In November 2019, we hosted 120 or so key stakeholders in the housing industry for a deep dive event focused on driving attainability for middle income households – those who make roughly $50K-$125K per year.

In table-based think tanks of six to eight people, we addressed 15 questions related to PLACE, PRODUCT and PRODUCTION (or process) – the three big buckets that need to be tackled to make homes more attainable without sacrificing the quality of our homes and our lives.

Here’s a question from the PRODUCTION segment of our agenda.

Outside of vertical integration, how can we reduce the cushion or margin stacking that occurs in off-site construction projects? Adding value and appropriate risk sharing for all contributors?

We asked 28 thought leaders, including housing developers, regional and national builders; experts in innovation, architecture, government relations, off-site construction, marketing, recruiting and media; researchers/analysts; manufacturers and an academic.

Here’s what they had to say.

1: Consider the ripple effect.

  • If component manufacturers are also providing the labor, this reduces the number of handoffs.
  • Strategic partnerships are important: for instance, you develop a relationship with your framer who realizes that with these off-site construction processes, he can build faster; his schedules are better, more reliable, and less dependent on weather.
  • Cleaner construction sites and less concern with theft. Homeowners on a walkthrough will be happy about a clean job site, which will lead to good reviews, which turns into more business for that developer and builder.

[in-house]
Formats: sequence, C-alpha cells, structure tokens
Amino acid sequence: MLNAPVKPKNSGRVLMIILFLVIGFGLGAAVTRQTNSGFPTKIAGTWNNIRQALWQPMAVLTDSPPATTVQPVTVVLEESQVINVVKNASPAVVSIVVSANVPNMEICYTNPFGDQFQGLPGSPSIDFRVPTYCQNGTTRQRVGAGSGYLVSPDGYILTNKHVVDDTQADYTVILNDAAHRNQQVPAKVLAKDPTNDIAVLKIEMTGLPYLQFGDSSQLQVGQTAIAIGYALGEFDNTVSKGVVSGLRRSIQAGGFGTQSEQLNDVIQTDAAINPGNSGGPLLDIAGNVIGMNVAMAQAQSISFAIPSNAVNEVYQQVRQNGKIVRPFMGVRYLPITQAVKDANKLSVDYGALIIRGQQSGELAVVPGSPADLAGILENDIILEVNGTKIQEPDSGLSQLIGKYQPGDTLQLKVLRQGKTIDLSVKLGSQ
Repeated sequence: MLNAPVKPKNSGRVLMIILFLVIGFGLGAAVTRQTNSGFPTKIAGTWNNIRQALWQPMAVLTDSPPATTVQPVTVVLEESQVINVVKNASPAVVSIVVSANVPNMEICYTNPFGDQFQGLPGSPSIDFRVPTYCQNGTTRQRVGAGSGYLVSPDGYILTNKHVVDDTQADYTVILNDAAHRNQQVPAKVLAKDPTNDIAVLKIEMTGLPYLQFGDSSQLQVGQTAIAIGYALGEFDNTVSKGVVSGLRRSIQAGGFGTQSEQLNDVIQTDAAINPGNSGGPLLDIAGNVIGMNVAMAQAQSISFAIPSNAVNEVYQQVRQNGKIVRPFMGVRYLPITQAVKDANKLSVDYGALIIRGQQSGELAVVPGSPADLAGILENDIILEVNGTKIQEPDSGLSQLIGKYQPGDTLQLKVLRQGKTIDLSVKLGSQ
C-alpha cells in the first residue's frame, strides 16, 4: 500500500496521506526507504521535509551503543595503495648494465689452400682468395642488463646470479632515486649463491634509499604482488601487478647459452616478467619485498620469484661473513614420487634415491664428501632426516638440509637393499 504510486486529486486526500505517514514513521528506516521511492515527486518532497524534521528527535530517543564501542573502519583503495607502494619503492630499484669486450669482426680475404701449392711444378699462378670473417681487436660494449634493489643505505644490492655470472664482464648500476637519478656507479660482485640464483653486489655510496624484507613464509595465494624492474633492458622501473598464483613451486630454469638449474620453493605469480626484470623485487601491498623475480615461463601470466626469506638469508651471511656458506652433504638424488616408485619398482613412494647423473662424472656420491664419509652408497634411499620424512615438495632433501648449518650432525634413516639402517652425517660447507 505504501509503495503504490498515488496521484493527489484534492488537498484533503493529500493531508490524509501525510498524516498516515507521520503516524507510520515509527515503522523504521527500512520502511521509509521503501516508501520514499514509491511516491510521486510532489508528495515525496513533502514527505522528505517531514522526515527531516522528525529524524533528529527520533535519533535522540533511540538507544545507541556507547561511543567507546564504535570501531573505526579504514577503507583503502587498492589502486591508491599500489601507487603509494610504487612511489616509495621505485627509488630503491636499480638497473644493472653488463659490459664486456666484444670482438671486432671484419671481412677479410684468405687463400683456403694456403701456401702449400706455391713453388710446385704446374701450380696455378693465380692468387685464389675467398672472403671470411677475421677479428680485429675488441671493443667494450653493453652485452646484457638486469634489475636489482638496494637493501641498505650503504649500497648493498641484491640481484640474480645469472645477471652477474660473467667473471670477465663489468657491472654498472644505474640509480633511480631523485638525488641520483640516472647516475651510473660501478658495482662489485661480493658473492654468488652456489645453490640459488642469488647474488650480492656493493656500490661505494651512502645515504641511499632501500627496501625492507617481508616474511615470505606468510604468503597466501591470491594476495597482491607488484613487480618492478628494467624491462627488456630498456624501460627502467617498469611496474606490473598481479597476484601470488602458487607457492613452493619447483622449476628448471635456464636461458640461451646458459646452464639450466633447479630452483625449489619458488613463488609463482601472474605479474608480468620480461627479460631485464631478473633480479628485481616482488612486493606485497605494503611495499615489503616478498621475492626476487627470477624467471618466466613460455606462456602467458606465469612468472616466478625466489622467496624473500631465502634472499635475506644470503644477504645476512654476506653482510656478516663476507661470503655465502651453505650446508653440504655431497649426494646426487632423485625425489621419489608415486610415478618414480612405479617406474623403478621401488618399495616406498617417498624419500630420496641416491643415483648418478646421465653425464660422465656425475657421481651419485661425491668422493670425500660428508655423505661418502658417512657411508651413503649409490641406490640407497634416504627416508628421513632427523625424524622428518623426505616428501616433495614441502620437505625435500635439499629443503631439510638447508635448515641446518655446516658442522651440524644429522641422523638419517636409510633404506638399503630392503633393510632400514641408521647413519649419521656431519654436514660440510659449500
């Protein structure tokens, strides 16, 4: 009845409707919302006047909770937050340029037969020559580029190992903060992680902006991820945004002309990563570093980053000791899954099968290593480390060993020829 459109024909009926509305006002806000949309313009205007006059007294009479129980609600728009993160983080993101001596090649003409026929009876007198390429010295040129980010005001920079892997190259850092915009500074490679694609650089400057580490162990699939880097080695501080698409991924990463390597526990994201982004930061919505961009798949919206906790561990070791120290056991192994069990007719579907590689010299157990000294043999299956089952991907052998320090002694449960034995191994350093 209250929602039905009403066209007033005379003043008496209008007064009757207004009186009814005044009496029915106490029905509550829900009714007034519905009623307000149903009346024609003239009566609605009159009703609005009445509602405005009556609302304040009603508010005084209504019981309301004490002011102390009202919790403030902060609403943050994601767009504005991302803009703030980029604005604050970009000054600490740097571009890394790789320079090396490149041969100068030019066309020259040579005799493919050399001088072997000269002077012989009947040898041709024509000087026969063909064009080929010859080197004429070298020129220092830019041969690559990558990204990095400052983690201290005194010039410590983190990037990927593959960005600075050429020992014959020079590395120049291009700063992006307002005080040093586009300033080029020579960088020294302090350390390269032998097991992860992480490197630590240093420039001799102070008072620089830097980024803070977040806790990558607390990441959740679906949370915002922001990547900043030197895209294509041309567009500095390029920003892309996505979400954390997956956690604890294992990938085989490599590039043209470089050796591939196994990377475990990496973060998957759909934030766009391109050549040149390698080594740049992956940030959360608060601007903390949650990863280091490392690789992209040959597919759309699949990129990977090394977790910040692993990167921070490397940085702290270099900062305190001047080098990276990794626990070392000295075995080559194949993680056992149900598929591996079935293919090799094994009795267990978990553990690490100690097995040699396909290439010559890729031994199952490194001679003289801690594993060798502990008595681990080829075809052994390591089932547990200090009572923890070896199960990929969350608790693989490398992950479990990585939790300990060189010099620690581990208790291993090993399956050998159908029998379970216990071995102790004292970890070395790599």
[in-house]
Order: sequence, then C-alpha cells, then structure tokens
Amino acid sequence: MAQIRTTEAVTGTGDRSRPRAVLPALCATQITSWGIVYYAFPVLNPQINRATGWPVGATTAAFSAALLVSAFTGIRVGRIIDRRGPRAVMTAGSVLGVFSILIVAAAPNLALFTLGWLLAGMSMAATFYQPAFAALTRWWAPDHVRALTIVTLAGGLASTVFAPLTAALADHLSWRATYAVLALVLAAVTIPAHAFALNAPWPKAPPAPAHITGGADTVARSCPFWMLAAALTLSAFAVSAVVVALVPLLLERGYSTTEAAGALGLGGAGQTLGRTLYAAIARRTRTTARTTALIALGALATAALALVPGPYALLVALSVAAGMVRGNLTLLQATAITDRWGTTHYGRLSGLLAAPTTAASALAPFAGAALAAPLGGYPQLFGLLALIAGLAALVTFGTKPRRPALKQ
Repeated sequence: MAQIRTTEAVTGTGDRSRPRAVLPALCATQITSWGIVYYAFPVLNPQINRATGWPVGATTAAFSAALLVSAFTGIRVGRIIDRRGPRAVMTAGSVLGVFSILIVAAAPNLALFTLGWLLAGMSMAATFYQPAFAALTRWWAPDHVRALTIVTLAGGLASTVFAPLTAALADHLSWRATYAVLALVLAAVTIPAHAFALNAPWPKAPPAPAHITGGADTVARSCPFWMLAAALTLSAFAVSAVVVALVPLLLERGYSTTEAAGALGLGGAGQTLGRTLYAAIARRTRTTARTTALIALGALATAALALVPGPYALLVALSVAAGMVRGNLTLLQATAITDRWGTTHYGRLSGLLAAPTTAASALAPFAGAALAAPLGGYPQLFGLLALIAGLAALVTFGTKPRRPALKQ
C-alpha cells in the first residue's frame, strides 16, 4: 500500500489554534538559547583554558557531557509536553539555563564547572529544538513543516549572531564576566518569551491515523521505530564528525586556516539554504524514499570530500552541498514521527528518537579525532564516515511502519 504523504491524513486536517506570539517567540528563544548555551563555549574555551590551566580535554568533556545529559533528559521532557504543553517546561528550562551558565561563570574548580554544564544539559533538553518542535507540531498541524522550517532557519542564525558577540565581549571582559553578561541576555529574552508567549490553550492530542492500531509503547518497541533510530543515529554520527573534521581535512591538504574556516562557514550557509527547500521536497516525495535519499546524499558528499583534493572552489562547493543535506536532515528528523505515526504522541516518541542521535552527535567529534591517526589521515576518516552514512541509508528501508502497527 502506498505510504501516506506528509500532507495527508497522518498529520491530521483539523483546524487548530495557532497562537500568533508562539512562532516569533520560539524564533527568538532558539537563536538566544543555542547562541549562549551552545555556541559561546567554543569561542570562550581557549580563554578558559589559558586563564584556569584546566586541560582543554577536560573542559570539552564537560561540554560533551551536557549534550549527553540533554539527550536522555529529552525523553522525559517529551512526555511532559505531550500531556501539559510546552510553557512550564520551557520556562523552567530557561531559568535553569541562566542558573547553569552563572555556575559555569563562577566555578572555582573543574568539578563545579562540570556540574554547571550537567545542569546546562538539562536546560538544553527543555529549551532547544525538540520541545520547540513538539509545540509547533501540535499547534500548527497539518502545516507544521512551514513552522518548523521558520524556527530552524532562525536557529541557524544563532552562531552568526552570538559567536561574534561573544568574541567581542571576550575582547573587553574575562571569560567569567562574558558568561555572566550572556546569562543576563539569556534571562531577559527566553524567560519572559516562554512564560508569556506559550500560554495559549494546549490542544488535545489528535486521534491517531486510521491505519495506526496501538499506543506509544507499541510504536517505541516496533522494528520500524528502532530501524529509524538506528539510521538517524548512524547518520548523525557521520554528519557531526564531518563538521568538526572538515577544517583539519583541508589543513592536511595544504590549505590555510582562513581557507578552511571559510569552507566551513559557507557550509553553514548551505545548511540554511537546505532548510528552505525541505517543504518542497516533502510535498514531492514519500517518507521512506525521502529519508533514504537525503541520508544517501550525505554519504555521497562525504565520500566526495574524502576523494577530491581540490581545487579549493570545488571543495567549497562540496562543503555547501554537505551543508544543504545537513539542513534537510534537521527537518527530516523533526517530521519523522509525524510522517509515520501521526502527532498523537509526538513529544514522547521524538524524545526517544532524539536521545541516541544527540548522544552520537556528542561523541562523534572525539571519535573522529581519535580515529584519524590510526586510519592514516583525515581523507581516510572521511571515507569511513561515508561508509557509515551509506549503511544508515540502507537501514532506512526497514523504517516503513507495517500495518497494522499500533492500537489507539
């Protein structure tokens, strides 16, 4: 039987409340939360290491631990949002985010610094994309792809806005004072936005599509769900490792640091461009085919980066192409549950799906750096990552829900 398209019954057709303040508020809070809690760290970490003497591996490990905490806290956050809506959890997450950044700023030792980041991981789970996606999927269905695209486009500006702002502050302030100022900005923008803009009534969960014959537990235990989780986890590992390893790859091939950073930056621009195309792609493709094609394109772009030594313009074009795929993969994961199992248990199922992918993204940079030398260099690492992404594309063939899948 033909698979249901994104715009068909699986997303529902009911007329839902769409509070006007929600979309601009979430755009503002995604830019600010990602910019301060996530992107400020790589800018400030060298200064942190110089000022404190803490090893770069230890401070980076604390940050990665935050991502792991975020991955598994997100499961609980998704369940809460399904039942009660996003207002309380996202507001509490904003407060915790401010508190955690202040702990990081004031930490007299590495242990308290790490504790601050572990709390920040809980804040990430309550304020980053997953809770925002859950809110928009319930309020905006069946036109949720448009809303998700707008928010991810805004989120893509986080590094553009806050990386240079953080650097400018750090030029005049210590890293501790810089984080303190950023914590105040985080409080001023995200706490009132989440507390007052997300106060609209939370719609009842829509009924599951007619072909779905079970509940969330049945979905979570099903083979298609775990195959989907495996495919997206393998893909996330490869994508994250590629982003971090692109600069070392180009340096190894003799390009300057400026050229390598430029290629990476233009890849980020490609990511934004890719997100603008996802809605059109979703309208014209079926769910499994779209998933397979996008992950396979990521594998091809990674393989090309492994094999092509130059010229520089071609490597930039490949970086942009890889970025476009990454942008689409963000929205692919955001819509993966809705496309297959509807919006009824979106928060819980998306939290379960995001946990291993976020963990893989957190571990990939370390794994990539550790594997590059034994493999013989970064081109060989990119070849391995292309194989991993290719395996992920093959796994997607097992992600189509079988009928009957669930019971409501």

2: Bring trades into the process early so that they feel like they’re part of the solution.

If you move framing off-site, how do you get the onsite panelers to give reductions? If the plumbing holes are already drilled, how do you get the plumbers to give you a reduction? This is difficult to do in a tight labor market. Start with some sort of collaboration and profit sharing. Show the trades that we can all benefit from doing this together.

3: Coordination across trades.

It takes a lot of work to align the trade base around cycle times. It’s one thing to say off-site construction will take the plumber five hours less, but unless they have another house right next door ready to go, you haven’t actually realized any savings because that plumber still wants to earn the same amount per week. The coordination needed to make this work means that builders must have their house in order. Accuracy and adherence to the schedule, updates and job site readiness —that’s where a lot of the benefits can occur, and it takes work to get there.